David went to the last conference on Sunday. The Baby was sleeping and so I stayed at home. It turned out to be about ahimsa and vegetarianism
I became vegetarian on my 8th birthday. I am blessed with very patient and understanding parents and they spent the rest of my childhood cooking extra tofu or beans on the side for me. When I went to university, I began eating meat again. I stopped when I moved back to Toronto. Interestingly enough, I think of my university days as some of the most unhappy times in my life. I was away from my family, a little sad and lonely – trying to figure myself out, and I ate meat, drank and smoked.
I do really believe that the reason I fell into Ashtanga – and not say Bikram, where eating meat and wearing leather is Ok – was to put me in touch with other vegetarians and create a vegetarian community. Being vegan is the single most important lifestyle choice I have made. It is also easily the most important part of my practice.
There are many parts of the practice that can make it challenging for my body and my ego. Waiting in the vestibule to be called in sometimes really bugs me. I often feel itchy and irritated when I don’t get new poses that I think I deserve. And then there is the usual thought garbage that comes up during practice: envy, competitiveness, anger, weird mat-territorialism, self-pity. I can make these feelings about the teacher: Why doesn’t he notice me?; the students around me, “How come she gets that pose and I don’t.”; or myself, “I just had a baby, my body is so broken.” Sometimes these feelings lead me to thinking I should quit, get up and leave and take up running or something where I don’t have to deal with other people in the room, the teacher, the tradition blah blah. I do truly believe that this is part of the process and an integral piece of the practice.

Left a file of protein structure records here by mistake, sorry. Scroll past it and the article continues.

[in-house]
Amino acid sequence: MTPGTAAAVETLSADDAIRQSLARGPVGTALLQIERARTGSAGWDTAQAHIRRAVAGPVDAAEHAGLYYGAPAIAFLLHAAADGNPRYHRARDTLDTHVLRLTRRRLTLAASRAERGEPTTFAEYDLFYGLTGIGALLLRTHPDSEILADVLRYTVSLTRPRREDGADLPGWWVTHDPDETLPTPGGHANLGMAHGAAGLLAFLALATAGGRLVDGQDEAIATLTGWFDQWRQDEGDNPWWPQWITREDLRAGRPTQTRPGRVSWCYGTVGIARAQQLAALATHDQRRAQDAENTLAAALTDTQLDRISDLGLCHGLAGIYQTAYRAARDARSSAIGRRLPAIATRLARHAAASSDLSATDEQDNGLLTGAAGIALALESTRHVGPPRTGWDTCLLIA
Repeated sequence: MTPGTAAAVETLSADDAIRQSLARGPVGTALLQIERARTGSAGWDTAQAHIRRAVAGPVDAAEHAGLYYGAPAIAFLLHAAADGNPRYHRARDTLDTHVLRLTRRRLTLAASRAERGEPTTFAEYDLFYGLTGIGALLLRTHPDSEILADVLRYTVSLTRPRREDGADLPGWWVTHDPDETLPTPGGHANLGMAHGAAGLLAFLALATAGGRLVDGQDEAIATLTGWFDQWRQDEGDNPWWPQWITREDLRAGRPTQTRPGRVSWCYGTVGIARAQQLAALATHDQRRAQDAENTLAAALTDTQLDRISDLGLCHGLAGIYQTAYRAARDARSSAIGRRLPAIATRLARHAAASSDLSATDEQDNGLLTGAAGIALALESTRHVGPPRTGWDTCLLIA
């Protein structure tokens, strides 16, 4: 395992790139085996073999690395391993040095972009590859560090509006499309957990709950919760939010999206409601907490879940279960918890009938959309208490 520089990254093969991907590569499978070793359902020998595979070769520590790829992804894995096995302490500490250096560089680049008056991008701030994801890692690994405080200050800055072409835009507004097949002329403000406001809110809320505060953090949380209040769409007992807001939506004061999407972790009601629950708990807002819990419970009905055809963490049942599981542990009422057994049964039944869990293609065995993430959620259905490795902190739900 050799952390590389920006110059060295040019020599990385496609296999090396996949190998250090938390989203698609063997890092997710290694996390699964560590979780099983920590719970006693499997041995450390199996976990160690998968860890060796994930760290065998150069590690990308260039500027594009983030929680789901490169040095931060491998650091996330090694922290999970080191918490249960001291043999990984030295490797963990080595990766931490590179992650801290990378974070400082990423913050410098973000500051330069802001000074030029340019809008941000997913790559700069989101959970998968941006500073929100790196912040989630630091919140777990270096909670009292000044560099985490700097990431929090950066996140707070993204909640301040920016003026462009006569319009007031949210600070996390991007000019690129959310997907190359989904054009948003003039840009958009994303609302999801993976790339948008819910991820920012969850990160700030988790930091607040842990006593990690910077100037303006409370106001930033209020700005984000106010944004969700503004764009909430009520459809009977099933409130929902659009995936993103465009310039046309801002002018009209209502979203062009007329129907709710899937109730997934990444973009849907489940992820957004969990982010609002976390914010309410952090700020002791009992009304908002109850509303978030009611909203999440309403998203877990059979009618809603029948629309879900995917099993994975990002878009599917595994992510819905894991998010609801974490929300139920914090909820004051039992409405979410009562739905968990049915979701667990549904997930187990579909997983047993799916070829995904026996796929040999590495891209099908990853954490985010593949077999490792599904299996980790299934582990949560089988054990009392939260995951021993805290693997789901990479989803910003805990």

In this blog, I like to explore the things that come up in my meditation – and I know it is about me, my own issues, and not about Sharath or the person practicing next to me.
I have been thinking about this a lot in terms of veganism, because the tradition advocates dairy consumption as well as the practice of ahimsa (non-violence), and I don’t feel the two are compatible. This is one instance where after some reflection – I don’t believe it is about my own neurosis getting in the way of my practice or listening to my teacher.
Sharath told students at conference to eat ghee as part of a healthy vegetarian diet. He said that calves were given the milk first and the rest was used for human consumption. He also mentioned an organization in India that is working towards having no cows slaughtered in the country. I had several conversations with friends in India, who told me that drinking milk in India is different than drinking milk in the West because the cows are treated fairly and can roam the streets, eat what they please and generally be free.